Fun with colour
I started out with the ambition to clean up and protect the roof gutters, along with fixing up a previous roof dent repair. As is often the case, one thing invariably leads to another… but at least the roof is now in much better shape than when the work started, even if there is a lot of red oxide primer on it at the moment!
Time to change all that and get some paint on it again. Trouble is, what colour paint? Officially the VW factory paint code is L472 (Beige Grey/Beigegrau) over the lower half of L53 (Sealing Wax Red/Siegellackrot). So I got a can of the L472 made up at a local paint supplier. Unfortunately, when compared to the colour of the original paint on the bus, it was way too dark! It would have been the right colour when the bus initially rolled out of the factory in Germany in 1963, but after 50+ years of being in the Californian sun, the paint has faded somewhat! The much lighter, faded version of the original colour was if anything, slightly more pronounced on the roof than say the bus upper side areas (makes sense as it would have been more exposed to the sun).
Sun faded L472
In this case, the original ‘look’ of the bus that I love so much, turns out to be a bit of a pain when trying to match a paint colour to! Use the correct L472 colour and it would just stand out as being too dark. Try to match to the faded version of the bus upper sides, and the colour would be slightly too dark to realistically fade for the more faded roof colour. Match the faded roof colour and it would be a bit too light for the not so faded upper side colour. My first world colour conundrums! I even went to the extent of removing one of the rear pop-out windows to take to the paint supplier. I hoped that the paint colour on the frame could then be scanned in to try to get a match. Unfortunately, in this case, nothing really came close. Looks like it will need to be custom mixed by eye to try to approximate a suitable colour…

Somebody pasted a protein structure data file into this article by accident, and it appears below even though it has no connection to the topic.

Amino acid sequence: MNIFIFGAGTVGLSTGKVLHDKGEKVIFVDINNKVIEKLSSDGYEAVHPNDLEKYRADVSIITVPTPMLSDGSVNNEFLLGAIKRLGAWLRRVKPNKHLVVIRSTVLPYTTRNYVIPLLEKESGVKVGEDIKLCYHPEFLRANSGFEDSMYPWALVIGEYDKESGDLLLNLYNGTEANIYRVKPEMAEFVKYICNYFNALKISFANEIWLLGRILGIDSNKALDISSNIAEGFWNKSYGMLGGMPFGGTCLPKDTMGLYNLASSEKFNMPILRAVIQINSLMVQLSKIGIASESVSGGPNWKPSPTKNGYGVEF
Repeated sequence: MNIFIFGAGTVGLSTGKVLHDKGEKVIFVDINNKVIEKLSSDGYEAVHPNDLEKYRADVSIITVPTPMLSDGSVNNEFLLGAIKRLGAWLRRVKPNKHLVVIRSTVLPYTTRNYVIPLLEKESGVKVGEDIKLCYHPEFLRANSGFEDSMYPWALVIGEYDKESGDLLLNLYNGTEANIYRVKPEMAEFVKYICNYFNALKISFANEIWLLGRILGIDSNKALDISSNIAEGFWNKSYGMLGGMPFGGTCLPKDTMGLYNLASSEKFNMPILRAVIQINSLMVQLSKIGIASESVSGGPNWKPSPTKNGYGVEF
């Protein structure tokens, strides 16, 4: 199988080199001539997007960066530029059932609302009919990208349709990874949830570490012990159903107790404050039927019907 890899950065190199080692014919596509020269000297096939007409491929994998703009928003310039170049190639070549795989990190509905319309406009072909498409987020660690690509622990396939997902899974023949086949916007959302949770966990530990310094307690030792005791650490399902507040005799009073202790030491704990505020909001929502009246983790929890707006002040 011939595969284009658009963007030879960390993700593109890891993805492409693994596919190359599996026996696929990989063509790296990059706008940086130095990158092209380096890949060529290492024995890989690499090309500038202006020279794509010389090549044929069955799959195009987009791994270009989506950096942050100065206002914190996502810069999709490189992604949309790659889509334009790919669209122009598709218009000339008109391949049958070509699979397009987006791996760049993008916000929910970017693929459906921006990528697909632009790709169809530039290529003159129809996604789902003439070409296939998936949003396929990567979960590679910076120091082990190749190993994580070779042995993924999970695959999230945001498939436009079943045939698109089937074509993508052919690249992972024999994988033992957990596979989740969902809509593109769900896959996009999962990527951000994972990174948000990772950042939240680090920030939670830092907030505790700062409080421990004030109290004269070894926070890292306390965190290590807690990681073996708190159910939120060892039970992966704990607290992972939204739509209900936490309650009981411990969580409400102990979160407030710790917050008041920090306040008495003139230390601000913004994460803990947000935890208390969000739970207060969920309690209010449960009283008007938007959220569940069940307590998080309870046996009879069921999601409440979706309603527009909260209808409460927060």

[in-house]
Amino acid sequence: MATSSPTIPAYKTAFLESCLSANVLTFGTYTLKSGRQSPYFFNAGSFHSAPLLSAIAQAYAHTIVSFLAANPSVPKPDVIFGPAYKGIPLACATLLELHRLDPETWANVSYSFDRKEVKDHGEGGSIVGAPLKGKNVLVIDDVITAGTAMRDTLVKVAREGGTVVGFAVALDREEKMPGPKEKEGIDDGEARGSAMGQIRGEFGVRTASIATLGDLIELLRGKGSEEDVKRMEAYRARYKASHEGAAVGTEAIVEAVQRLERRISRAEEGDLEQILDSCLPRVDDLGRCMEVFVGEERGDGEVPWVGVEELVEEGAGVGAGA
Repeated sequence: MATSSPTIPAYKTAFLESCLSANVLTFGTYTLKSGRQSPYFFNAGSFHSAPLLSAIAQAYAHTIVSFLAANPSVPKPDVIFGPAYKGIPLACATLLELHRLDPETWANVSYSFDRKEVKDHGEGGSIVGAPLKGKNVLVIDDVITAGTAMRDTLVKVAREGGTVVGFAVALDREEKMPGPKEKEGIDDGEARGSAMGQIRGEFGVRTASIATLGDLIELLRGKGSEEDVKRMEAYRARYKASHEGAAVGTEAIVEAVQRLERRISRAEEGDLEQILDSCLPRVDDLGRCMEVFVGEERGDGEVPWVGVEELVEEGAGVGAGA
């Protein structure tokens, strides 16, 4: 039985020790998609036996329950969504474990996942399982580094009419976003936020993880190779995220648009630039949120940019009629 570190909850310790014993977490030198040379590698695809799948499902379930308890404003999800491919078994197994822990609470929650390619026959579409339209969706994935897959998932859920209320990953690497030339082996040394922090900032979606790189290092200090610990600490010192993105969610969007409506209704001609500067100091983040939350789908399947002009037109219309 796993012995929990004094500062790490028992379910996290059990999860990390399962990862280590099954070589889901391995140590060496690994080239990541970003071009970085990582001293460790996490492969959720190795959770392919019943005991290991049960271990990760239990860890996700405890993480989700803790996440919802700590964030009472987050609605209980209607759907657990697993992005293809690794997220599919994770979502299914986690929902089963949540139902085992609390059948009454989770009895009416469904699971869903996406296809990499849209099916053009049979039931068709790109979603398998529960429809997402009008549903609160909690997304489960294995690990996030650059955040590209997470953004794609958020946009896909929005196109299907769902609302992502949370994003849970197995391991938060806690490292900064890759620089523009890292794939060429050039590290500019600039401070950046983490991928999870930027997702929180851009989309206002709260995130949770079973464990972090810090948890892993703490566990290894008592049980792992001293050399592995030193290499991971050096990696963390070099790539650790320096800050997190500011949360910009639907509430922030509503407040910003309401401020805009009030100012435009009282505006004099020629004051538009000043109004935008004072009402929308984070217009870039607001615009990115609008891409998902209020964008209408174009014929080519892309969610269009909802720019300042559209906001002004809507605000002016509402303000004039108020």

The guys at Resto Classics then set about mixing various combinations to try to suit the bus. An exact replication of the 50+ year sun-faded original paint was going to be impossible, so a sympathetic, near as compromise was the aim…
At first, when the paint went on it was shockingly shiny, but they reassured me that this would be flattened back as part of the blending in process. So again, time to wait for the paint to dry before the next stage could begin.
Flattening back the new paint helped to reduce its new overly shiny finish. Then localised areas were carefully worked back to in part to remove some of the deliberately misted/blended in areas of new paint over the previously exposed base layer of the original L53 (Sealing Wax Red).
After all this, I think the bus is going to require a bit of a wash and clean up!
Hard to keep original
So in summary, take some old paint off, put some new paint on, rub some new paint off to show the old paint that was always there in the first place! Yep, living the dream you say…